Chemical biologists at Georgia Tech and peer institutions in the Greater Atlanta area are poised for a grand debut on April 21, 2018 – at the First Annual Greater Atlanta Chemical Biology Symposium, to be held at Emory University.
It is show time for the Southeast’s talent in chemical biology – the interdisciplinary field that uses chemistry tools and methods to understand and manipulate biological systems.
“Atlanta institutions are becoming a hotbed for research in chemical biology and related fields,” says Matthew Torres, an associate professor in the Georgia Tech School of Biological Sciences. “Institutional commitments and federal funding in the past five years,” he says, “have enhanced infrastructure to support world-class chemical biology research programs,” not only at Georgia Tech, but also at the symposium’s other host institutions: Emory University, Georgia State University, and the University of Georgia.
Faculty hiring has expanded the breadth of chemical biology research in the host institutions. “New hires, myself included, have been attracted to the community that is developing here,” says William Wuest, who joined Emory University in 2017 and chairs the symposium’s organizing committee.
“A lot is going on,” says M.G. Finn, professor and chair of the School Chemistry and Biochemistry and a member of the symposium’s organizing committee. “Chemical biology underpins vast activity in Atlanta on immunology, drug development, diagnostics, and many other applications. The symposium’s host institutions boast an impressive number and quality of chemical biology investigators.”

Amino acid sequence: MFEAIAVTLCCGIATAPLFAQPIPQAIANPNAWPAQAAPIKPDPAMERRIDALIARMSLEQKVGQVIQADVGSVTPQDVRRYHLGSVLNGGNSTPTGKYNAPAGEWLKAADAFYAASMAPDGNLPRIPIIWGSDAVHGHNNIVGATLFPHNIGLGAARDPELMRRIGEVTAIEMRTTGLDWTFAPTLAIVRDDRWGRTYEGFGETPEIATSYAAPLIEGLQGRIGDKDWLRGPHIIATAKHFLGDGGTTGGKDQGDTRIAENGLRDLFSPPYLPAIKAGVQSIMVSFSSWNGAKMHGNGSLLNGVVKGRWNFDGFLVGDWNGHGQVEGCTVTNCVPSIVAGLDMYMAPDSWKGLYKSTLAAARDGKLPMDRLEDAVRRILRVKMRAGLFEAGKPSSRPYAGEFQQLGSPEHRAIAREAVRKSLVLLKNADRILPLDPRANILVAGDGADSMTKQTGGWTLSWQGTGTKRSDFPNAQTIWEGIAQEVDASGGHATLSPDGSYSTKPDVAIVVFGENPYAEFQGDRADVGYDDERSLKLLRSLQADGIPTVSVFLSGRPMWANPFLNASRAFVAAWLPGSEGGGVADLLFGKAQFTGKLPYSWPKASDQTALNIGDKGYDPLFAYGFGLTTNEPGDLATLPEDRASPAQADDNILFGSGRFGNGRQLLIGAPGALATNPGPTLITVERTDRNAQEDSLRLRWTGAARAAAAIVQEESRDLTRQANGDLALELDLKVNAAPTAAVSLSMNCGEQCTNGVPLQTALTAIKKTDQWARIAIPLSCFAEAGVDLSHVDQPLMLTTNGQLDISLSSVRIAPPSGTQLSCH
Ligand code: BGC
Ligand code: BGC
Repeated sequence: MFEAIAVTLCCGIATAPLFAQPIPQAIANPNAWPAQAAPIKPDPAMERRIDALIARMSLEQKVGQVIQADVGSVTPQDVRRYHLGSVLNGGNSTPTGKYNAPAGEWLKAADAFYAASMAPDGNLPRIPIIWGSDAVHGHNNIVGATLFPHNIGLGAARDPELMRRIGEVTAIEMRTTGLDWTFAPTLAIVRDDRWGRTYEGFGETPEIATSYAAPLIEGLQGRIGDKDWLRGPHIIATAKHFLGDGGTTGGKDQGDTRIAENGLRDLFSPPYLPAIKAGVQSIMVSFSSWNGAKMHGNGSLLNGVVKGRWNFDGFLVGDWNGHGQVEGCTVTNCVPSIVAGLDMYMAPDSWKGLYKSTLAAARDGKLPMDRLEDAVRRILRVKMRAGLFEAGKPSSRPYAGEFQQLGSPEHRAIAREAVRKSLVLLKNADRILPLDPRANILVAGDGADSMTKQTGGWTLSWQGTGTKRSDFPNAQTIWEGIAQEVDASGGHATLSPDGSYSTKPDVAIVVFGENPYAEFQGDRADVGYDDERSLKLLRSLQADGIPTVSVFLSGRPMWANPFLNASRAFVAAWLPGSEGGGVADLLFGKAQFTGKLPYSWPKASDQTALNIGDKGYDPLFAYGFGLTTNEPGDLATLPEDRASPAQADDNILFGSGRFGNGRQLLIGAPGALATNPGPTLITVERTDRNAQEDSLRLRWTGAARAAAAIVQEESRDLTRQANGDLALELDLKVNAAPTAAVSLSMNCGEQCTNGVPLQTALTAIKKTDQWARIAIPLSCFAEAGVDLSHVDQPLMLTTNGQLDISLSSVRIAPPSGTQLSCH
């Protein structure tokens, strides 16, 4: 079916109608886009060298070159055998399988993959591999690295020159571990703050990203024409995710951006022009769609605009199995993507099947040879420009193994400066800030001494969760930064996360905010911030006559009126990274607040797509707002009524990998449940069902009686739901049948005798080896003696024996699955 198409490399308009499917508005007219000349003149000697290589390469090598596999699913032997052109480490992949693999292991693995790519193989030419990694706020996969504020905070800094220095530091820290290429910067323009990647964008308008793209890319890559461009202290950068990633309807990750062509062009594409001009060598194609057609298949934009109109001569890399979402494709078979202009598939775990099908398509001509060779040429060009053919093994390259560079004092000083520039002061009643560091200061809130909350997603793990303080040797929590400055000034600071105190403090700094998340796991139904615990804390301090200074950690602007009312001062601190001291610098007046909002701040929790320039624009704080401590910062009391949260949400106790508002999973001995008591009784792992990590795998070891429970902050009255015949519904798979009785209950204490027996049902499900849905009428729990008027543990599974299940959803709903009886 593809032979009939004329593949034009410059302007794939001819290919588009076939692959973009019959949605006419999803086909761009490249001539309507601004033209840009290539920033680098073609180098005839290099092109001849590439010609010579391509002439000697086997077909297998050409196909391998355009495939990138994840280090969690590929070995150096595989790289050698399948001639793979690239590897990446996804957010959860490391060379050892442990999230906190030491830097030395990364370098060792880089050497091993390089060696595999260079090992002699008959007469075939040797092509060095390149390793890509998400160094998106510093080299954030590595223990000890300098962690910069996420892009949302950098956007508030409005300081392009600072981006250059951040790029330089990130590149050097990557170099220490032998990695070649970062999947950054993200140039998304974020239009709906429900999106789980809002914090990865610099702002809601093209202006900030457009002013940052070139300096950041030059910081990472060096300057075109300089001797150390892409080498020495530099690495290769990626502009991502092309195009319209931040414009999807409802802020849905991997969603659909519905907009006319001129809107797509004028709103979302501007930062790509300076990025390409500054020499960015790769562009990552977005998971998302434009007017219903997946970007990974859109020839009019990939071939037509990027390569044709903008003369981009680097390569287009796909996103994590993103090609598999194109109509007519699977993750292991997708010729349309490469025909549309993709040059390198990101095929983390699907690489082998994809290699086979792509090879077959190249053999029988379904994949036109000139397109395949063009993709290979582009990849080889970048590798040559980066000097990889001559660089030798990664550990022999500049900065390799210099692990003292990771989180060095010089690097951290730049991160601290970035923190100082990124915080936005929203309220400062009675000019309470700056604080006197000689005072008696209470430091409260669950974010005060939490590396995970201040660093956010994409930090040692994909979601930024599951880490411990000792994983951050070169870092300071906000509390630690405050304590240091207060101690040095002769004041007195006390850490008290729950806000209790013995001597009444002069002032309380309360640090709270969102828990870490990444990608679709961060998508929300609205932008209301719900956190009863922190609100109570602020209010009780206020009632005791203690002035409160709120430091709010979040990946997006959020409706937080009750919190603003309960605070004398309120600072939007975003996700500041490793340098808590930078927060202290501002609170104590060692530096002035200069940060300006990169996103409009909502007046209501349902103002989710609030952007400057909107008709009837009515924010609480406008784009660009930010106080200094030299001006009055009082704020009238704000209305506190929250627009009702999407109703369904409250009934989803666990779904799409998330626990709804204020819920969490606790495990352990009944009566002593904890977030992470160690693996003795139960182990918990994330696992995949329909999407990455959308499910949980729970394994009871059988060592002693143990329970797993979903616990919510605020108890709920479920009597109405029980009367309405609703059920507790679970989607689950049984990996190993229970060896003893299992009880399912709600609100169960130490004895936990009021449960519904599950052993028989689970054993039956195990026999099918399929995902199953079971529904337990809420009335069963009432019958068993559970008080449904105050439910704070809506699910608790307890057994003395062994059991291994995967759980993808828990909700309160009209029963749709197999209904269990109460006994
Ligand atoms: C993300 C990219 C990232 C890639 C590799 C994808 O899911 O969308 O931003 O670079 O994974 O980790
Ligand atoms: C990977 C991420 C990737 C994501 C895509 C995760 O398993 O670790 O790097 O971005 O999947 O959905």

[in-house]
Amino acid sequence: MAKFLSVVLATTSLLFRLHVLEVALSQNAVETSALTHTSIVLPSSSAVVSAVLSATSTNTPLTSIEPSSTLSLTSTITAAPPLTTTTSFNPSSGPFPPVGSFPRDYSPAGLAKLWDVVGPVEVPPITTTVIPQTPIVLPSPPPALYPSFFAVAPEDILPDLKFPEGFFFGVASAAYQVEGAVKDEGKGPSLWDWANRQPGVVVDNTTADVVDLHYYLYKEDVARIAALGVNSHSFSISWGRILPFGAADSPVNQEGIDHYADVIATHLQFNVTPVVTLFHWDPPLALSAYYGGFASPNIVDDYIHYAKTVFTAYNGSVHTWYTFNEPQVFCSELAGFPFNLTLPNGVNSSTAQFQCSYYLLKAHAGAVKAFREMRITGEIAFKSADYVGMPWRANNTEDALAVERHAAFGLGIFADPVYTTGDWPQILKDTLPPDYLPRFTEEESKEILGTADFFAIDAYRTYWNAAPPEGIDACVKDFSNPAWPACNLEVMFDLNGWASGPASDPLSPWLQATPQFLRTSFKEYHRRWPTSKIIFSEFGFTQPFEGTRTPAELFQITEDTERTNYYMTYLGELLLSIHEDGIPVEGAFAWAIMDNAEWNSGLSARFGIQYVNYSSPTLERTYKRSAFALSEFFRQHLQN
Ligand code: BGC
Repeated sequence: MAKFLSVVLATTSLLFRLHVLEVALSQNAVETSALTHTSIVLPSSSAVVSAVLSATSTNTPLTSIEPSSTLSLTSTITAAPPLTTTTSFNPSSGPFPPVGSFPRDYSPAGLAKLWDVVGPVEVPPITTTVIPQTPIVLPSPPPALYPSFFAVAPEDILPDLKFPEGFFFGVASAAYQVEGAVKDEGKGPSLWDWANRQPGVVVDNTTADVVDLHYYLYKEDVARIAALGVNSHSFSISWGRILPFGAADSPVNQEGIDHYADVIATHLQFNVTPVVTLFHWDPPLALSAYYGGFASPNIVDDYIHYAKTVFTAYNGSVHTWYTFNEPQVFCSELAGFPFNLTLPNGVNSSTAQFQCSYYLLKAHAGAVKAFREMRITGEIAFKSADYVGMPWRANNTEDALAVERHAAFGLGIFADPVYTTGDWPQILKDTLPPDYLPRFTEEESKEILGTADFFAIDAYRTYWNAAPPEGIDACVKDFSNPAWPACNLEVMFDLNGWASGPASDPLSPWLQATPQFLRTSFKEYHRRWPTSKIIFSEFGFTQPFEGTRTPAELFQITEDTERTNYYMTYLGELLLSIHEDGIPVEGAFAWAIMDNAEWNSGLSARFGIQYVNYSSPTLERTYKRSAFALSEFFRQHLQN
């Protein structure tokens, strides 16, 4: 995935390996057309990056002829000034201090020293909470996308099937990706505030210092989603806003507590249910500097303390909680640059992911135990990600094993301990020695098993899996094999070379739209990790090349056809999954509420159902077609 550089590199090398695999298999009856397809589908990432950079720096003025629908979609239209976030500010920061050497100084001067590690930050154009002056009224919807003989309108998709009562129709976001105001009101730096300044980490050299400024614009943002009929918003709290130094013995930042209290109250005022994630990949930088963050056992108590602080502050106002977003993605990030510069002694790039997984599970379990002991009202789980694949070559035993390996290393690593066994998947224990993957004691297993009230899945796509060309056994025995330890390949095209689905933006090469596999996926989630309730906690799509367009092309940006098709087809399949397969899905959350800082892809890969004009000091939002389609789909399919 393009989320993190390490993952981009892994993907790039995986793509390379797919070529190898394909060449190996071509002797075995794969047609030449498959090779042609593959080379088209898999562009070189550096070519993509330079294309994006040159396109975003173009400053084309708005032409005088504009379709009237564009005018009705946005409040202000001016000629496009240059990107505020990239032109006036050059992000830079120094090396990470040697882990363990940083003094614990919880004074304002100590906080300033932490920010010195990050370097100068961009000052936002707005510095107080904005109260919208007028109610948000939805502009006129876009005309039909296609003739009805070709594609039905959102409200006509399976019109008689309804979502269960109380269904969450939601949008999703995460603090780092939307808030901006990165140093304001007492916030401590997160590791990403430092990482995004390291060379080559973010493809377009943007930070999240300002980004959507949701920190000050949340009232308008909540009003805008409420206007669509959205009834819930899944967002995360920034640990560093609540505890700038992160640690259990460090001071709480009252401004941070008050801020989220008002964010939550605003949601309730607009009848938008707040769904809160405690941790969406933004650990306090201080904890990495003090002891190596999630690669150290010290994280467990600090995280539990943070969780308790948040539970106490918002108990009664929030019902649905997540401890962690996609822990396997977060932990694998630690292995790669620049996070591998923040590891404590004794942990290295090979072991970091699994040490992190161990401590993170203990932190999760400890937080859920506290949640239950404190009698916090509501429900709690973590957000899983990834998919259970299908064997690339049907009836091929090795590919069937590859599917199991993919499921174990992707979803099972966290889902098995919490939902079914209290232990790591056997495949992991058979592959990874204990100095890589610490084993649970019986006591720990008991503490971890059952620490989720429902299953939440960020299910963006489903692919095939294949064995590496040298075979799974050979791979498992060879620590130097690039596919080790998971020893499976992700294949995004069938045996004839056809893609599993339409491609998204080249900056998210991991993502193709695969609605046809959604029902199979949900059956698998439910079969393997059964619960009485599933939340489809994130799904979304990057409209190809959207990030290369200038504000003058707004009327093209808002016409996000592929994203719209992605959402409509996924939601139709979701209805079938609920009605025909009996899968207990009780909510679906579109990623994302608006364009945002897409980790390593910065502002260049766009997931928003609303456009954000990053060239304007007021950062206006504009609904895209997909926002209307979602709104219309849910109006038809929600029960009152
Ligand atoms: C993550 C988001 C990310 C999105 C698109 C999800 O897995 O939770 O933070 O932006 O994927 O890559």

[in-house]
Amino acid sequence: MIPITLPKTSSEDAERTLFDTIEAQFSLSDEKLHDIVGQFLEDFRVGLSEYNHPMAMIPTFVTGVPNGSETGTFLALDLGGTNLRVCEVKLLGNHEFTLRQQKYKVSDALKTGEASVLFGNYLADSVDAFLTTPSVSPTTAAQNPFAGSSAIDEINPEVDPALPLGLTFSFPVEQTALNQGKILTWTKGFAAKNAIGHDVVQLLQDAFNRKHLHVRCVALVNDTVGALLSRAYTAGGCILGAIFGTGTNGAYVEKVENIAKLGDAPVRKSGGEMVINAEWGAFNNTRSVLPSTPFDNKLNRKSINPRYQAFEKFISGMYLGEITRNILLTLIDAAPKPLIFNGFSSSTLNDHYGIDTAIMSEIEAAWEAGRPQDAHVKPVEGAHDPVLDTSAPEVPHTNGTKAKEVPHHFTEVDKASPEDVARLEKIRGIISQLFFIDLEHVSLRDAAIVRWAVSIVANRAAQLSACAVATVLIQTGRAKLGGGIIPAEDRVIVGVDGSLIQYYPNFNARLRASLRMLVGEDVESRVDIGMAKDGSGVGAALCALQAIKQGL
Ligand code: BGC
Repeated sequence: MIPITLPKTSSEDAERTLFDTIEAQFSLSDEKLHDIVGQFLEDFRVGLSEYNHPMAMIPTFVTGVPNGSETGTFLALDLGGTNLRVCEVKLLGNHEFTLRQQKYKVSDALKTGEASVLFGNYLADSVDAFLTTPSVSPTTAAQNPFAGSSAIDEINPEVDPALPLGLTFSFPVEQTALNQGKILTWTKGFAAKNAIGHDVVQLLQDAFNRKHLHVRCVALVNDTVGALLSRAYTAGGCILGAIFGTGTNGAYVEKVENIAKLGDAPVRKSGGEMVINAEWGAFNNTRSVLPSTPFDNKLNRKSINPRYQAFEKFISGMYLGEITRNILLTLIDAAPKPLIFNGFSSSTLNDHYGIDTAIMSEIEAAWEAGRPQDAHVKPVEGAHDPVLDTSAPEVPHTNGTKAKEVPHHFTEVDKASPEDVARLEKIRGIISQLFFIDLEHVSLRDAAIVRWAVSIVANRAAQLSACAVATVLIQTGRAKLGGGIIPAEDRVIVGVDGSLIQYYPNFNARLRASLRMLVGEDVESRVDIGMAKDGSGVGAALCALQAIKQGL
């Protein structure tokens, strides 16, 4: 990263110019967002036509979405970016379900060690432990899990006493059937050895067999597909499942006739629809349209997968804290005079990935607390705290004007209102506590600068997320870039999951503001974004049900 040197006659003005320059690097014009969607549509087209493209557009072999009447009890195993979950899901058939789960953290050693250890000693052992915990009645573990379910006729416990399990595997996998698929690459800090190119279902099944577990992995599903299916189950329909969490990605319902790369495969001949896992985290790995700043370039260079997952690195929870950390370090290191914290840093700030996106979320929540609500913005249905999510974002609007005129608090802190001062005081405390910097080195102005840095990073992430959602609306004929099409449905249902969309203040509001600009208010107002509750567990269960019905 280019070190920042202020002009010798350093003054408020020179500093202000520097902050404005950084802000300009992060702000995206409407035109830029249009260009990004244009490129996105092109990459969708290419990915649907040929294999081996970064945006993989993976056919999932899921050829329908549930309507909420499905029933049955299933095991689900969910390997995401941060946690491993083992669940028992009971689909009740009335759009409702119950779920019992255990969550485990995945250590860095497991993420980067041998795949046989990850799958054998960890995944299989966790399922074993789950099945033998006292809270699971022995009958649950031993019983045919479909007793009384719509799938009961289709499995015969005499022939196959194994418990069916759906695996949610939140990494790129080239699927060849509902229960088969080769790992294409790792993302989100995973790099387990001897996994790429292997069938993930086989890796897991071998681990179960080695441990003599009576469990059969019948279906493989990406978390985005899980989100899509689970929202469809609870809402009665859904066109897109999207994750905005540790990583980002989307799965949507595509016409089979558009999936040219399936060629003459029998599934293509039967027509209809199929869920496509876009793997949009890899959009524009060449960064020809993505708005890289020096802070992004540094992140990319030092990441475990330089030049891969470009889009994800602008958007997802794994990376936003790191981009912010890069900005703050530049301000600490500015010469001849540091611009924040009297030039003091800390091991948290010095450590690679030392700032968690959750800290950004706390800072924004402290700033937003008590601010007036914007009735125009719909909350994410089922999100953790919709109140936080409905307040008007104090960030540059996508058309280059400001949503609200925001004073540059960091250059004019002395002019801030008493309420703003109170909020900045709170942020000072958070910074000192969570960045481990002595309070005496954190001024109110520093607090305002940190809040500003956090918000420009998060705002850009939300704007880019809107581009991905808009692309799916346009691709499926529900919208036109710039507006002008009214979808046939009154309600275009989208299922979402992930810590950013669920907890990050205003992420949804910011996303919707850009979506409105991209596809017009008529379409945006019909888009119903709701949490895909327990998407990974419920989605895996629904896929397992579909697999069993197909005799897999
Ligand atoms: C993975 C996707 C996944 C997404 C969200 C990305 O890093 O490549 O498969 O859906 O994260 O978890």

“Atlanta institutions are becoming a hotbed for research in chemical biology and related fields.”
In Georgia Tech alone, Finn notes, chemical biology research spans at least seven schools in the Colleges of Sciences and Engineering: Biological Sciences, Biomedical Engineering, Chemical and Biomolecular Engineering, Chemistry and Biochemistry, Electrical and Computer Engineering, and Physics. Chemical biology is also one of the main research areas supported by the Parker H. Petit Institute of Bioengineering and Bioscience (IBB), where the labs and offices of many Georgia Tech faculty doing chemical biology research are located.
In planning the April 21 symposium, Wuest drew upon his experience at his previous institution. Temple University regularly participates in an annual symposium on the chemistry-biology interface that highlights local talent in the Mid-Atlantic region, focusing on early-career faculty and students and featuring some keynote speaker, Wuest says. “It was wildly successful. I believe the time is right to start one in Atlanta.”